I mentioned this once before, but after the launch of the Super Nintendo in 1991 (1990 for Japan), Konami went through this weird period of producing licensed games that were way better than you’d expect. I’ve covered Bucky O’Hare, but there’s also Zen: The Intergalactic Ninja, and this one: Monster in My Pocket.
Monster in My Pocket is more than just a cheeky euphemism, it was this media franchise in the age when everyone wanted a media franchise. Well, it was an attempt at one. It was based around a series of tiny figures produced by Matchbox, but they also pushed a cartoon special and a comic that only made it through four issues. It was pretty short-lived.
The Monster in My Pocket NES game came out in 1992. Among the short list of staff who worked on the game is Etsunobu Ebisu, who would become a major figure in the Ganbare Goemon series. I mean that literally. The character of Ebisumaru is based on the guy. Now, he’s the president of Good-Feel. The other staff members are hardly slouches, either, but Ebisu is the one who’s still relevant today.
So, yeah. It’s more attention than you’d expect from a licensed game. Especially when you consider that licensed games at the time were typically dredged up from swamps.
I will keep my analogies holstered
Circling back to what Monster in My Pocket actually is; they were tiny little rubber figurines of, obviously, monsters. They were pretty cheap, and you could buy packs of them to fill your pockets with.
There’s a lot you can do when you just mash a bunch of monsters together, but the narrative of Monster in my Pocket is that Guile from Street Fighter II is evil, and he wants to… Uh, do evil, I guess. Vampire and (Frankenstein’s) Monster set out to stop him. To do so, they have to wade through all his various underlings.
Also, all the monsters are tiny. That’s important.
The plot might be pretty limited, but the really cool part of playing the game is seeing all the various toys you might have in your collection brought to life. Personally, I didn’t ever get into the toys. I would have been three or four when they first came out, so I probably would have just stuck them up my nose or whatever kids that age normally do. However, I could totally see the appeal of trying to identify all the various toys.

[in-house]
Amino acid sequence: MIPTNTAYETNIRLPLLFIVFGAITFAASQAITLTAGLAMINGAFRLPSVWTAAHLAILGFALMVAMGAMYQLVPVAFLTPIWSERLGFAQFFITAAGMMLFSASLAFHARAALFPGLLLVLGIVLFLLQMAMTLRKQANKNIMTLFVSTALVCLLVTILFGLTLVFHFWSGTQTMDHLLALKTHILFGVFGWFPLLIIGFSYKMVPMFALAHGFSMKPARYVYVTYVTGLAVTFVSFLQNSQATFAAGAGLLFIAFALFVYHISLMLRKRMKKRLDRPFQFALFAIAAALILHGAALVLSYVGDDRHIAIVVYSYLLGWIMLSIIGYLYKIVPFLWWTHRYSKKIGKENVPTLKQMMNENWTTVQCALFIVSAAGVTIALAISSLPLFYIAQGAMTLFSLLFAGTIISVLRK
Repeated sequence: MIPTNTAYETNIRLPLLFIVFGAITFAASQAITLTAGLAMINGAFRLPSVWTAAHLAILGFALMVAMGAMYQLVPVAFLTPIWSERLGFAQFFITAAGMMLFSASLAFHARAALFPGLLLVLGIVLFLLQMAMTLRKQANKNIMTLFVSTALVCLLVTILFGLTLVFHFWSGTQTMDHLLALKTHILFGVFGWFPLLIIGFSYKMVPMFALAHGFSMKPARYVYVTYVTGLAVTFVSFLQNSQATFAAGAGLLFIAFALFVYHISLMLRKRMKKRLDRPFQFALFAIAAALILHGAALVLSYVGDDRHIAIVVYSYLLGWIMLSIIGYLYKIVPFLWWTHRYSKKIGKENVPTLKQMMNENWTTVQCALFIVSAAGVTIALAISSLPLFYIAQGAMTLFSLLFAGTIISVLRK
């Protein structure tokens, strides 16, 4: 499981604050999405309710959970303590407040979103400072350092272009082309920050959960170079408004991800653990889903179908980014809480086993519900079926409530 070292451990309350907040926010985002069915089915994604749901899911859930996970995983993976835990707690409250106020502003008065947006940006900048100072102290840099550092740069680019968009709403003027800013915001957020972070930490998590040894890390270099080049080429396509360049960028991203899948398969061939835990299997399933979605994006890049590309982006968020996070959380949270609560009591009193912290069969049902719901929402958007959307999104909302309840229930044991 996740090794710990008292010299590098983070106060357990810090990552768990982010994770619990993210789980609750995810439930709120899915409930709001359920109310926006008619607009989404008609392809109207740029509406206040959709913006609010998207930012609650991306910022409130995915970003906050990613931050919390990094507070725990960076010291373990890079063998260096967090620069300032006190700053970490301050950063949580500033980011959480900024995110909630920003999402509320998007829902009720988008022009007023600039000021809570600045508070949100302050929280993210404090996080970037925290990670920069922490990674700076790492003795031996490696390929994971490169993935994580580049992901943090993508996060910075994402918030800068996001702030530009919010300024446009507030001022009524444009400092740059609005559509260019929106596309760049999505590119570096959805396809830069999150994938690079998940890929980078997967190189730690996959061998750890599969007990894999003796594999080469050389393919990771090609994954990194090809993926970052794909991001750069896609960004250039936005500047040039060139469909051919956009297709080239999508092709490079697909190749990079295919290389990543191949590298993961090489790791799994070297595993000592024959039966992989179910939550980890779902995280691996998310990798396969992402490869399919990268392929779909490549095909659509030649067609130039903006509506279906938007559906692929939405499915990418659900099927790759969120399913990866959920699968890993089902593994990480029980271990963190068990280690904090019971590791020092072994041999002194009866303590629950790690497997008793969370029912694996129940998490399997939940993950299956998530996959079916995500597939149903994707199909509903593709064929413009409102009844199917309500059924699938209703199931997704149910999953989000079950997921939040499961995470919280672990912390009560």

As a game, Monster in My Pocket is a pretty standard side-scroller with a shade of brawler. You run along and punch everything in your way, trying not to get hit in the process. Sometimes, you can pick up objects from the environment and throw them, but this is pretty rare and not all that useful. There are places where there’s a bit of branching in the environments, but it’s mostly just a “high road, low road” kind of situation. Speaking of which, it isn’t immediately obvious, but you can double jump.
In a way, the brawler-sidescroller mix feels a bit like Shatterhand, but don’t get your expectations too high; this is a really basic game. At least it has two-player simultaneous co-op.
What really brings its quality up is its use of various effects and technical trickery that the NES doesn’t typically do well. This includes quickly scrolling backgrounds, four-way scrolling, and fake parallax effects. This was the sort of thing that Bucky O’Hare also did, as well as Zen: Intergalactic Ninja, but we haven’t gotten there yet.
Pocketful of pugilists
The downside is that the enemies tend to heap up on the ground of these levels, and it causes a lot of flicker, especially when you’re punching your way through them.
This leads me to a question for other people who play a lot of NES: have you also just gotten used to sprite flicker? I’m not trying to diminish the limitation. It’s really distracting and doesn’t help the aesthetic whatsoever. However, when playing this, I realized that I don’t even notice anymore. I wonder if this is how children were able to tolerate it.
Anyway, the levels take you through a house, into a kitchen, out onto the streets, over a construction site, into Japan (weirdly), and then to a monster castle. Six stages. It’s a very short game, but there are limited continues, so it may take you a few attempts to get through it. Even with that, the first time I played it, I had it done with before the afternoon was over.
There is some variety to the levels, but not a whole lot. The bosses are really where it’s at. I kind of wish I knew who these toys are. I think the first boss is Mad Scientist, and the fifth boss is Banshee (who was apparently never released). The bosses are pretty simple, but they take some pattern memorization to take down without dumping a few lives.
The music is pretty pleasing, as well. The track for the fifth level, Oriental Illusion (I know), sounds like it could have been from one of the Ganbare Goemon games. I don’t think there was really much of an existing soundtrack to base the game’s music on, so it’s basically just top-shelf NES noodling.
I think the point I’m trying to land here is that Monster in My Pocket is way better than it should be, but not all that special aside from some technical delights. It has an advantage over Bucky O’hare in that it isn’t especially frustrating. Plus, there’s two-player co-op, if you can handle the extra flicker.
However, that’s what makes games like Monster in My Pocket more fascinating. It doesn’t feel like it should exist. Why not a Sega Genesis or SNES game instead? That seems like it would be easier. The fact that it was released on a console that was at the end of its lifespan, I would have expected it to be phoned in. But it’s not. It’s a completely competent game. Inoffensive at its very worst. Developers who were well beyond what the project called for still gave an impressive effort. You’ve got to hand it to them.